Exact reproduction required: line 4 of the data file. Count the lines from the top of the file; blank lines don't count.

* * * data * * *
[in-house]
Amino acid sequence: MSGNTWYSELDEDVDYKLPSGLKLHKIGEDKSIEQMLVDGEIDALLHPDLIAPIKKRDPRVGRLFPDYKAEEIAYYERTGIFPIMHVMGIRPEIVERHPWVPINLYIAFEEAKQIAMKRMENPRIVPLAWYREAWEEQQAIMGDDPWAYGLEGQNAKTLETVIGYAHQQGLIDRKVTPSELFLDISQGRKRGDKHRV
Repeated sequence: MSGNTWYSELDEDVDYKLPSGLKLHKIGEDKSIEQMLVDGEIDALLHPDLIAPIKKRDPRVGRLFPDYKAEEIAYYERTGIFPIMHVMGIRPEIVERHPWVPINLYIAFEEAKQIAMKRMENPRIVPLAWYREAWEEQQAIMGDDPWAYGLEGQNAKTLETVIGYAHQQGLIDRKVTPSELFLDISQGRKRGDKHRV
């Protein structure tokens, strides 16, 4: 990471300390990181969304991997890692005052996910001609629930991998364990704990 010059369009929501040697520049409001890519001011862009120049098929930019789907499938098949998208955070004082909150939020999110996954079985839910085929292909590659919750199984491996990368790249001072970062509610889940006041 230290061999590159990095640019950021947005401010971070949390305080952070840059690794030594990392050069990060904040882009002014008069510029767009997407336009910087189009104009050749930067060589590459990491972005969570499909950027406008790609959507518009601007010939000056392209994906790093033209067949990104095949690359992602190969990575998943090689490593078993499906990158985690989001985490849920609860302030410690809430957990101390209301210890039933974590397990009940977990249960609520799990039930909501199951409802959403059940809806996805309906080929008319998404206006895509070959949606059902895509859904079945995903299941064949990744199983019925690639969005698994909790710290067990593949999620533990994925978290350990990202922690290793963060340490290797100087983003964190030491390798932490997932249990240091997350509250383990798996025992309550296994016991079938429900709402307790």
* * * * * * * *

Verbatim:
């Protein structure tokens, strides 16, 4: 990471300390990181969304991997890692005052996910001609629930991998364990704990 010059369009929501040697520049409001890519001011862009120049098929930019789907499938098949998208955070004082909150939020999110996954079985839910085929292909590659919750199984491996990368790249001072970062509610889940006041 230290061999590159990095640019950021947005401010971070949390305080952070840059690794030594990392050069990060904040882009002014008069510029767009997407336009910087189009104009050749930067060589590459990491972005969570499909950027406008790609959507518009601007010939000056392209994906790093033209067949990104095949690359992602190969990575998943090689490593078993499906990158985690989001985490849920609860302030410690809430957990101390209301210890039933974590397990009940977990249960609520799990039930909501199951409802959403059940809806996805309906080929008319998404206006895509070959949606059902895509859904079945995903299941064949990744199983019925690639969005698994909790710290067990593949999620533990994925978290350990990202922690290793963060340490290797100087983003964190030491390798932490997932249990240091997350509250383990798996025992309550296994016991079938429900709402307790």